Construction Safety Nova Scotia launches fall prevention campaign

Safety association raising awareness about preventable injuries

Construction Safety Nova Scotia launches fall prevention campaign

Construction Safety Nova Scotia has launched a new fall prevention awareness campaign.

“We’re involved in too many tragedies, where we know something was preventable, to not get out and implore people to work safely and to provide safe workplaces so that people can go home safely every night,” says CSNS CEO MJ MacDonald.

She spoke with Global News about the safety association’s effort to shine a light on an issue that’s been around for a long time but isn’t necessarily getting any better.

The news site refers to statistics that show in 2022, 26 percent of time-loss claims in construction stemmed from slips, trips and falls. It’s a 50 percent jump from 2021 and equals more than 15,000 days lost to workplace injuries.

“We know that people often do wear their harnesses and they put them on,” says MacDonald. “They might get busy, and they forget to tie off or it gets in the way. So, our message is: tie off. Please tie off.”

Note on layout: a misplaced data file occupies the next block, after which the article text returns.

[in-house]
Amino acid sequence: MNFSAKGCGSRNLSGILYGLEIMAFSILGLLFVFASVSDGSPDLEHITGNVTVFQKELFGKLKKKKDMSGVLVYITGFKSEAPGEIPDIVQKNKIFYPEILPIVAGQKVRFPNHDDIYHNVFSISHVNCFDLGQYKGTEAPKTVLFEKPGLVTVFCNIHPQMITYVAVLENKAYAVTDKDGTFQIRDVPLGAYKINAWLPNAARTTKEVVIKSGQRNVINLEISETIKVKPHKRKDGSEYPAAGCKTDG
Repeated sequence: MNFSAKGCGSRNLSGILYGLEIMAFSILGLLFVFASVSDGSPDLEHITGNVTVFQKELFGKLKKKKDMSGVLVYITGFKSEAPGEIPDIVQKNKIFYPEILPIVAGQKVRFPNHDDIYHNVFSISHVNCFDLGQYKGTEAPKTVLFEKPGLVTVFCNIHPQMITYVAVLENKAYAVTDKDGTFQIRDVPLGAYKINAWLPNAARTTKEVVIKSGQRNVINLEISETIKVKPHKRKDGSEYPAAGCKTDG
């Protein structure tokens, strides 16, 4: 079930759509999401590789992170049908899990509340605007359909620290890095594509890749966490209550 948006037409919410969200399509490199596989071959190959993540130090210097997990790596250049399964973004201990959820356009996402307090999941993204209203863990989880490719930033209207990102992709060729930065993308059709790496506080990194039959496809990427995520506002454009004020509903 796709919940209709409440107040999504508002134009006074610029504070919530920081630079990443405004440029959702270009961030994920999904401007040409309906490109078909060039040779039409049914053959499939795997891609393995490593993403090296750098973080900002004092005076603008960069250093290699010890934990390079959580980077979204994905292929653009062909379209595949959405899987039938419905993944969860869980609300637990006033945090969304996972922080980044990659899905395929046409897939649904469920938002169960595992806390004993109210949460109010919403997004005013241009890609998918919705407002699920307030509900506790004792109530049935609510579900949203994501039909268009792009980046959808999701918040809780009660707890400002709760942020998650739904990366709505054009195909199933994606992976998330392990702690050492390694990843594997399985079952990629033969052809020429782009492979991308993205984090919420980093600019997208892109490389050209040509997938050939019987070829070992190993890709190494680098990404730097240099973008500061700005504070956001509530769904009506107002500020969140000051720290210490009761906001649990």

There are many tips and strategies safety professionals can use to avoid slips, trips, and falls

Recently, Nick Bixcul, strategic solutions manager with Kee Safety, told Canadian Occupational Safety that some fall hazards on construction sites are not always obvious.

“Not only are we looking and trying to protect people from falling off the edge of buildings, but it's also falling through buildings,” explains Bixcul.

He says it is easy for workers to avoid the edges of buildings, but many of the accidents happening in the industry involve hazards in the middle of structures, away from the outer perimeters.

“I think a lot of people lack understanding and knowledge as to how dangerous building roof constructions are,” says Bixcul, “you can potentially become disoriented, having snow on the building, you don't really know where maybe skylights are located, or other openings.”

Bixcul says complacency can also be a problem, with some workers not fully respecting work at heights less than 20 or 30 feet.